Gonzalez & Waddington – Attorneys at Law

CALL NOW 1-800-921-8607

Military Defense Lawyer Answers Commonly Military Law Questions

What is the Standard of Proof at a Military Court Martial Trial?

What is the Standard of Proof at a Military Court Martial?

Criminal defense attorney, Michael Waddington, discusses the legal standard of proof at a military court-martial? Call 1-800-921-8607 to speak with a military defense attorney today.

Appellate Standard – Beyond a Reasonable Doubt.

Once the issue of command influence is properly placed at issue, “no reviewing court may properly affirm findings and sentence unless [the court] is persuaded beyond a reasonable doubt that the findings and sentence have not been affected by the command influence.” United States v. Thomas, 22 M.J. 388, 394 (C.M.A. 1986).

“Where the issue of unlawful command influence is litigated on the record, the military judge’s findings of fact are reviewed under a clearly-erroneous standard, but the question of command influence flowing from those facts is a question of law that this Court reviews de novo.” United States v. Wallace, 39 M.J. 284, 286 (C.M.A. 1994).

There must be more than “[command influence] in the air” to justify action by an appellate court. United States v. Allen, 33 M.J. 209, 212 (C.M.A. 1991), cert. denied, 112 S. Ct. 1473 (1992).

Accord Ayala, 43 M.J. 296 (1995). Accused’s friend submitted affidavit saying that after initial enthusiasm, most (6 of 7) of those he solicited for clemency recommendations demurred. Three judge majority (Cox, Gierke, Crawford) found it insufficient to shift burden. Key is that his affidavit lacked evidence that “anyone acting with the mantle of authority unlawfully coerced or influenced” any of the individuals approached.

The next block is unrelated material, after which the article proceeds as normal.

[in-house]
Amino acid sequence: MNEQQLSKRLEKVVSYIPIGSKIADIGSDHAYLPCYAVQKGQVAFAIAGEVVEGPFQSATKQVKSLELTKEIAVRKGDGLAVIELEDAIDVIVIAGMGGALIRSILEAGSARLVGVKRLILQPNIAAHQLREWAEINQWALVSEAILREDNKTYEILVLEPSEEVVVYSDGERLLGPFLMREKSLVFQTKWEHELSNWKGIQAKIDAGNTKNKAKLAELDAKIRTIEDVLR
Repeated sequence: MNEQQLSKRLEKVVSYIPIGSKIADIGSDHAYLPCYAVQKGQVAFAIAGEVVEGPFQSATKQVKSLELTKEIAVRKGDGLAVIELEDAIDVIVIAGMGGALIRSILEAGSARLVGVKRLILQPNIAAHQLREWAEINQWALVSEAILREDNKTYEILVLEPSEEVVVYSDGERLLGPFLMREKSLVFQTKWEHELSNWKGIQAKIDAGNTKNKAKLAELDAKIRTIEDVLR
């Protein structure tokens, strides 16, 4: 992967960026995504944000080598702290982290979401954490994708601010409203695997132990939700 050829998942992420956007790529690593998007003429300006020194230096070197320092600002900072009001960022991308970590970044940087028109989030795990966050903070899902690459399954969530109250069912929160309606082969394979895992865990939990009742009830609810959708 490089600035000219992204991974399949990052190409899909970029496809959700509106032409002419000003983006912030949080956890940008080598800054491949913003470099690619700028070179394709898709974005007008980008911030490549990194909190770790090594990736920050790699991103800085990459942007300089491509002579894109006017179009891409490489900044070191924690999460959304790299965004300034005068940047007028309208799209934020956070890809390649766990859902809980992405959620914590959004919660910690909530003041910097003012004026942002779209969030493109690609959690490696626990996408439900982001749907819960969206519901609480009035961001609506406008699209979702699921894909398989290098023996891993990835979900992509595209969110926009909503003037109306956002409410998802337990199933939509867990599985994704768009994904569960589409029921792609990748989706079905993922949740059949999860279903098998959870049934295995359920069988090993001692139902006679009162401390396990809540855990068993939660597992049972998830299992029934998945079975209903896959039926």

A post-trial evidentiary hearing is not required if no reasonable person could view the opposing affidavits . . . and find the facts averred by appellant. United States v. Dykes, 38 M.J. 270, 172-73 (C.M.A. 1993).

Ucmjarticle120158 Gonzalez &Amp; Waddington - Attorneys At Law

“[T]he threshold triggering [a DuBay] inquiry is low, but it must be more than a bare allegation or mere speculation.” United States v. Johnston, 39 M.J. 242, 244 (C.M.A. 1994).

But see United States v. Bradley, 48 M.J. 777 (A.F. Ct. Crim. App. 1998) (After Dubay hearing, Air Force Court very apologetic for its initial criticism of SJA alleged to have committed unlawful command influence. Court strongly hints outcome may have been different had the government submitted an affidavit from the SJA).

United States v. Francis, 54 M.J. 636 (Army Ct. Crim App. 2000). Provides good explanation of methodology at trial and appellate levels

Skip to content